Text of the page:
Backlit screens are actually good for the eyes

One recurring argument is that E-Ink screens are preferable because backlit screens damage the eyes. As it turns out, this isn’t true. According to the American Optometric Association, “backlit screens do not make any difference as our eyes naturally adjust to the amount of light we are exposed to”.
Furthermore, since LCD screens are backlit they offer built-in options to manually adjust screen brightness. Most LCD screens do this automatically by calculating the ratio of external vs screen lighting.
Another argument comes from Carl Taussig, director of Hewlett-Packard‘s Information Surfaces Lab. According to him, “the new LCDs don’t affect your eyes, today’s screens update every eight milliseconds, whereas the human eye is moving at a speed between 10 and 30 milliseconds.”
To improve the reading experience, Apple has introduced the Night Shift and True Tone features. Night Shift is designed to automatically adjust the display color balance in order to reduce brightness. True Tone automatically changes the white point and color balance of the display based on real-time measurements of the ambient light falling on the screen. The idea is to make the display behave more like paper reflecting ambient light and taking on its color.
The adaptive design of LCD screens means that your eyes won’t have to adjust when you look up from the screen, as the screen brightness will have automatically adapted to the ambient lighting, thereby significantly improving eye comfort.

Screen reflection is not a real issue

Screen reflection is also commonly mentioned as being a cause of eye strain. Technically speaking, the presence of glare and reflections on the screen can make viewing difficult due to different degrees of brightness scattered over the screen, which cause constant adjustments in pupil size. That being said, those adjustments are a natural reaction for the eyes and are neither damaging nor completely solvable.
Dr. Fink adds that “the reflection can be easily cancelled by adjusting the direction/angle of your screen or by attaching a glare reduction filter”.
In addition, LCD manufacturers are investing large amount of money on anti-glare and anti-reflective technology. And Apple are ahead of the game. According to them, the iPad Pro has the lowest screen reflectivity compared to that of any other tablet on the market.

High screen resolution is a real plus

Screen resolution and display settings are extremely important when reading from a digital screen. High resolution generally means a better, sharper viewing experience, with less strain placed on the eyes. Reading, annotating and editing sheet music on a device with a high-resolution LCD screen provides a fuller experience, allowing users to zoom-in and comfortably see every little detail, without pixelation.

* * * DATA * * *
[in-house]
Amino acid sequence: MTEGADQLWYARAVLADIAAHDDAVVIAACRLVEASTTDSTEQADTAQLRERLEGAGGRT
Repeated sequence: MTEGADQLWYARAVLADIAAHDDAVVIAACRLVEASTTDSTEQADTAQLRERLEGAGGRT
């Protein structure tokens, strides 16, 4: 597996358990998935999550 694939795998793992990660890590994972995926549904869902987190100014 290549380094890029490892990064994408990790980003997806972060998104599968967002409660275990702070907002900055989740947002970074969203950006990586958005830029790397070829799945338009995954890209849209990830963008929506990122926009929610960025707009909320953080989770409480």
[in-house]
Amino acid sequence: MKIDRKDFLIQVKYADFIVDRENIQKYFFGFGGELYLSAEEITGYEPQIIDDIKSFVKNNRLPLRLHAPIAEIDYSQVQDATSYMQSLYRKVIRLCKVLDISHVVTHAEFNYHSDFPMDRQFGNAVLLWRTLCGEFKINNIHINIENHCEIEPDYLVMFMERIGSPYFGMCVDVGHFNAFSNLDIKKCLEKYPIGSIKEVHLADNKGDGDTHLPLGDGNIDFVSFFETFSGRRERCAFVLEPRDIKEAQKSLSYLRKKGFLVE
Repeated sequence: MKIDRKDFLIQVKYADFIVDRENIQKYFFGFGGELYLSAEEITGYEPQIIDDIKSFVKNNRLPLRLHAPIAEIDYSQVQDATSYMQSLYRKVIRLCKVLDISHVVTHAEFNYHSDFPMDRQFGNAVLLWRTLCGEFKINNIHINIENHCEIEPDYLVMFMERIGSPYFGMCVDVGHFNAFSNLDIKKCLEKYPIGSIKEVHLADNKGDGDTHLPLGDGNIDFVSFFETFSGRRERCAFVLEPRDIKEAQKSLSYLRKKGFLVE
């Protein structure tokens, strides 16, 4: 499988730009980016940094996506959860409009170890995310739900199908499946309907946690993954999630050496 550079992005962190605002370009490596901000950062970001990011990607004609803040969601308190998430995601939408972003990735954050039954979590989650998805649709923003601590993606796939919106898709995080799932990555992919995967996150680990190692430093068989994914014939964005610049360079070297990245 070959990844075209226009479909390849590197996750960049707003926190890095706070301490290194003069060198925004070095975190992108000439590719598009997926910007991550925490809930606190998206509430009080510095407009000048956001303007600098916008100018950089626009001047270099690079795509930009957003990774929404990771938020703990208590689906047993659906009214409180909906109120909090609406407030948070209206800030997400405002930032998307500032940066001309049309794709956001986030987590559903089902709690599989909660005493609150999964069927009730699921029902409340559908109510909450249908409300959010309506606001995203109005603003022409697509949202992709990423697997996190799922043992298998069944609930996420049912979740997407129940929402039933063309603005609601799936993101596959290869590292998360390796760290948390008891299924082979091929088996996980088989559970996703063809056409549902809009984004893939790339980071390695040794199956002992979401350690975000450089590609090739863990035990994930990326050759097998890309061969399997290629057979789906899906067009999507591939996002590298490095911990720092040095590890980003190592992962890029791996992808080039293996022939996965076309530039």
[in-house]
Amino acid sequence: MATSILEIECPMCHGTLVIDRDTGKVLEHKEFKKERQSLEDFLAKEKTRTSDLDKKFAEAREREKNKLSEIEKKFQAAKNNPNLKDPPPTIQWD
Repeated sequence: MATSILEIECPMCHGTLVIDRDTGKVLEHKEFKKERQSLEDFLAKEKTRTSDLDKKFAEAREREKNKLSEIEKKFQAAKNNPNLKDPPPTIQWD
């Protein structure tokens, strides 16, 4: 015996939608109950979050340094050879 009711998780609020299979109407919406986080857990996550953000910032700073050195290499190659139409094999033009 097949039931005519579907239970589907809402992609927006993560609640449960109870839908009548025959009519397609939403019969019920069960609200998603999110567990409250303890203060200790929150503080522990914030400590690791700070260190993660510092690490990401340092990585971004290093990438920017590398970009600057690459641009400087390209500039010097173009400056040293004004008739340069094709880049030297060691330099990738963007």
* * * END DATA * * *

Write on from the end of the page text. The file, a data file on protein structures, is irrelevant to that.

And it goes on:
For example, Apple’s second generation 12.9-inch iPad Pro has one of the largest screen resolutions available on the market, at 2732 x 2048 pixels (264 DPI). E-ink screens, in comparison, are usually limited to a resolution of 1600 x 1200 pixels (150 DPI).
Dr. Travis Meredith, chair of the ophthalmology department at the University of North Carolina, sums it up in his own words: “sitting close to a television, or computer screen, isn’t bad for our eyes. It’s the environmental context that matters”.

I read my digital scores from my iPad seven hours a day and have never felt any eye discomfort. On the contrary, I appreciate the flexibility of its brightness settings or the possibility to zoom-in. I simply couldn’t go back to using paper scores.

David Lefèvre

Concertmaster, Newzik ambassador

III) How to Improve the Digital Reading Experience?


Here are a few simple tips to prevent eye strain and improve your eye health:

  • Sit at a comfortable distance from your screen
    The recommended distance is whatever is comfortable, but for reading it’s usually considered to be about 13 inches for both A4- or A3-sized screens. It’s important to make sure that note and font size are not too small.
  • Adjust the position/angle of your screen
    Ideally it should be four to five inches below eye level.
  • Clean your screen
    Dust and fingerprints can reduce clarity.
  • Adjust screen brightness to match surrounding workspace brightness
    Your screen shouldn’t be more than 10 times brighter than your current lighting conditions.
  • Place additional music material close to the screen
    This will prevent constant refocusing between varying distances and directions.
  • Blink!
    We know it sounds obvious, but it’s amazing how little we blink during high focus activities. Use artificial tears if needed.
  • Minimize glare and reflectivity
    Simply adjust the direction of your screen or add a glare reduction filter.
  • Check that you are wearing glasses that are suited to your needs
    And do so on a regular basis.
  • Take frequent breaks
    There is a 20-20-20 rule: every 20 minutes, look 20 feet away for 20 seconds.
Distance body from screen right position to sit

Taking into account all of the above, we can conclude that eye strain is not caused by digital devices, but rather by a combination of uneducated practices and bad habits. We simply need to give ourselves time to adopt these new habits and begin re-educating ourselves to better cope with intense eye use. If we are diligent in integrating this new approach, we will be able to ride the wave of technological advancements while protecting our eyesight.